The location is only the second outside of its New York home base, where Thomas DeGeest launched it as a food truck in 2007 to bring "proper" Belgian waffles to Americans. And they do taste different from your average waffle — denser and chewier with pockets deep enough to stand up to the over-the-top (in a good way) toppings. But first, two things to know: There are two types of Belgian waffles — they serve the liege style, which is smaller and round; and dinges is the Belgian slang term for "thingy" or "whatchamacallits."
I chose the Throwdown Wafel ($7.91). If it was good enough to beat celebrity chef Bobby Flay in a challenge, it was good enough for me. The waffle is topped with the butter-like Spekuloos spread (speculoos is the generic name for traditional Belgian crispy spiced cookies) and the mound of whipped cream was a creamy foil for its richness. A dusting of cookie crumble added a little crunch, and a new favorite dessert was born.
The WMD ($10.70), or Wafel of Massive Deliciousness, was a close second, topped with bananas, strawberries, chocolate and whipped cream. If there's fruit it has to be good for you, right? Or, start with a plain liege waffle and add your own dinges.
If waffles aren't your cup of tea, there's also hot chocolate and hand-spun shakes, both equally over the top. If you can't decide, just ask. During our visit, the worker was delightfully friendly and knowledgeable about all things wafel and dinges.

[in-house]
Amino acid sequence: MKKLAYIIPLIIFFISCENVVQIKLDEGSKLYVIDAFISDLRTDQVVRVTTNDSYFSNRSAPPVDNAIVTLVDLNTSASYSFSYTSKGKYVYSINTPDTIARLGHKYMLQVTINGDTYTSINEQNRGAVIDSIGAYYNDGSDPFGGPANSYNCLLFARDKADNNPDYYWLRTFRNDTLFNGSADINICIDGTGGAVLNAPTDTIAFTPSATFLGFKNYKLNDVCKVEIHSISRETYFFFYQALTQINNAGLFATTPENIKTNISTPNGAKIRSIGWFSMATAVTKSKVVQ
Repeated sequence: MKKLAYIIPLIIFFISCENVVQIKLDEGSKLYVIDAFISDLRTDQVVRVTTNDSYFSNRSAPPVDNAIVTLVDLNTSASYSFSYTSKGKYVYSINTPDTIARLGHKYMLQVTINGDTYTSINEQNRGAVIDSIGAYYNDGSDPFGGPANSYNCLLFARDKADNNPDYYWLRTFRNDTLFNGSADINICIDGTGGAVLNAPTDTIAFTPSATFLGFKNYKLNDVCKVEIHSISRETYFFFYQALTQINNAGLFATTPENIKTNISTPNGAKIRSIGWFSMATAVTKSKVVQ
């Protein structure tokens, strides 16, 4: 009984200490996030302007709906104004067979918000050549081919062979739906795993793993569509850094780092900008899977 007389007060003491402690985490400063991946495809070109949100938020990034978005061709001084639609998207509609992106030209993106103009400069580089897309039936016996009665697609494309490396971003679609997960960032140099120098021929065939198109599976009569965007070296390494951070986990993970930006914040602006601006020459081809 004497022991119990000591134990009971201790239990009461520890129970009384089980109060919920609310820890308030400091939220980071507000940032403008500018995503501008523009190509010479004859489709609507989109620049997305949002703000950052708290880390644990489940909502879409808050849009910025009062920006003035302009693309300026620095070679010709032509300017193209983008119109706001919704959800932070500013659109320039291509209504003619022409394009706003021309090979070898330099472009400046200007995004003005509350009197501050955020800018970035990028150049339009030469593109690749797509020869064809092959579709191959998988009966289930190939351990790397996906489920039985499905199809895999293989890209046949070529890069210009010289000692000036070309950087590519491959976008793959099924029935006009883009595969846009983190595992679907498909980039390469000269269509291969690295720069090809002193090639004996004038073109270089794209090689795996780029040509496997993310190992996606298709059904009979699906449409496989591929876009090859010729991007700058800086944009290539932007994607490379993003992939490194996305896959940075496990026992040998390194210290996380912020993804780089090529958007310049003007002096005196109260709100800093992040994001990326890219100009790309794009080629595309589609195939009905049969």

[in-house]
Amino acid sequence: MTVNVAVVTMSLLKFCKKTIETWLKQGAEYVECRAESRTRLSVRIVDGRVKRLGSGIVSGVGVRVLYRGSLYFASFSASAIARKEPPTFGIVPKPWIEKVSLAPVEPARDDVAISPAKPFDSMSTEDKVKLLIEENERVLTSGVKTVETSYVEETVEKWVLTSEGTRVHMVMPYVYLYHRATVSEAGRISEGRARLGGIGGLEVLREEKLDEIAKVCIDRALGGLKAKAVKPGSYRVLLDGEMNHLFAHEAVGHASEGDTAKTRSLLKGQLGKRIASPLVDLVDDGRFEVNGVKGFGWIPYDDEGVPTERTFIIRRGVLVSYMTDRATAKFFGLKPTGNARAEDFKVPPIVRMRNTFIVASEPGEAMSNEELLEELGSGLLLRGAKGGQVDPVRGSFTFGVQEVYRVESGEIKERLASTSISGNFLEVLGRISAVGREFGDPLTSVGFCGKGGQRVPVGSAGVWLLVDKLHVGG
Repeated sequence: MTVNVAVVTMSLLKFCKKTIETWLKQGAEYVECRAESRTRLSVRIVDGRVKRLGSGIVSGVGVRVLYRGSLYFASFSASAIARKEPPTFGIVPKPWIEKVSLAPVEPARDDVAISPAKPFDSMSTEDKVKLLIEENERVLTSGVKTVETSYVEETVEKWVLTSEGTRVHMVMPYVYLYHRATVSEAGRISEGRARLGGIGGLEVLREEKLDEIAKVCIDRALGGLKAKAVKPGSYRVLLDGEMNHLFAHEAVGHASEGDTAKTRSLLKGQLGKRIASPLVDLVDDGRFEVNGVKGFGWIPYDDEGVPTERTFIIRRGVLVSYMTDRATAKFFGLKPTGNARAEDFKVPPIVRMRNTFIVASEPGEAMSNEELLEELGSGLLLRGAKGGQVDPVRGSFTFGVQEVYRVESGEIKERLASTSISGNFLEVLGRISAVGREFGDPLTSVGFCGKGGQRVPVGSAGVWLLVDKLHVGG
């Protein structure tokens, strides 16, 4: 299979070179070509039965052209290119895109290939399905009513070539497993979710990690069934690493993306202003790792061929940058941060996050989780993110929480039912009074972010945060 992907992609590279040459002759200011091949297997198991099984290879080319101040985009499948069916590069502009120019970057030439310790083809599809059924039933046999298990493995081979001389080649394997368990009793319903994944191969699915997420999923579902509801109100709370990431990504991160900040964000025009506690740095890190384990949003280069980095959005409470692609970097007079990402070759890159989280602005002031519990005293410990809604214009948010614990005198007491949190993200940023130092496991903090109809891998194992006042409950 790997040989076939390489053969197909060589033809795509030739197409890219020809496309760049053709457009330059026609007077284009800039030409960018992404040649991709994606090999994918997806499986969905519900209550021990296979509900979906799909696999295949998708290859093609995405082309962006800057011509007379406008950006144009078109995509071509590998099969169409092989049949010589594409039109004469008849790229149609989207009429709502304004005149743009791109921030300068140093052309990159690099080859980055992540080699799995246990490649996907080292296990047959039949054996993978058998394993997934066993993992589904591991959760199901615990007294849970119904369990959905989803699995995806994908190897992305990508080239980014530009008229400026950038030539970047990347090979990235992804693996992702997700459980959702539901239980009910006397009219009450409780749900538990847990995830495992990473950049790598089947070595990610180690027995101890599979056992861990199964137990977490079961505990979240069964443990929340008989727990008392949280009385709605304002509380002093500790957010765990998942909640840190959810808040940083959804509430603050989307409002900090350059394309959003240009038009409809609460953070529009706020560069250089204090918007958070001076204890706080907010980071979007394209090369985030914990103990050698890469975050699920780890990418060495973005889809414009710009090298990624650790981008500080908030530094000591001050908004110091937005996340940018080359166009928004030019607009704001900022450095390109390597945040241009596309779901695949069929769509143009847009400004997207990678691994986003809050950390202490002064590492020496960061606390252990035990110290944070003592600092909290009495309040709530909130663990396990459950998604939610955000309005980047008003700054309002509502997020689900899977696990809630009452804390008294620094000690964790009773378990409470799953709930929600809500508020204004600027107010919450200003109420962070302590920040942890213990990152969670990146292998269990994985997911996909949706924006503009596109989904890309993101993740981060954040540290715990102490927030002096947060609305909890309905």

But a pro tip: While certainly tasty, these waffles are best shared as a treat, not eaten as a meal. As the late Uncle Al Sicherman would say, "A nice person wouldn't ask how I know that." (N.H.)
Mall of America, 360 West Market, 952-322-7074, wafels.com. Mon.-Thu., 11 a.m.-7 p.m., Fri.-Sat. 10 a.m.-9 p.m., Sun. 11 a.m.-7 p.m.
Afghani-style chutney from Maazah
Best Minnesota-made condiment? This is easily a contender.
In 2014, siblings Yasameen and Sheilla Sajady had a eureka moment at the family lunch table. Their mother, Fatima, had mixed ginger into her cilantro chutney, and the impromptu addition was a game-changer.
"The only conversation was, 'Can you pass the chutney?' " said Yasameen Sajady. "That was in February. By the summer, we were selling it at the Northeast Farmers Market."
The Sajady sisters now prepare three varieties. The original formula has a bright, fragrant cilantro aura, punctuated by garlic, ginger, lemon and jalapeño peppers. The appropriately named "Hot" variation is fueled by serrano peppers, and the creamy "Aioli" version borrows from a practice the sisters have long followed: they mix a vegan mayonnaise into the original recipe.
All three are versatile kitchen staples ($8.99, or $24.99 for a three-pack). I reflexively reach for Maazah for dressing up fried or scrambled eggs, and the sisters recommend it for salads, grain bowls, tacos, roasted vegetables and all kinds of grilling applications.
"The more traditional uses are with rice and kofta, or rice and dal," said Yasameen Sajady. "But we like to communicate that you may have been introduced to it at an Indian restaurant, but you can put it on anything." (R.N.)
Order at maazah.com. Available at many natural foods co-ops, including Lakewinds Food Co-op, Wedge Co-op, Seward Community Co-op, Linden Hills Co-op, Eastside Food Co-op and Valley Natural Foods, and twice a month at Mill City Farmers Market.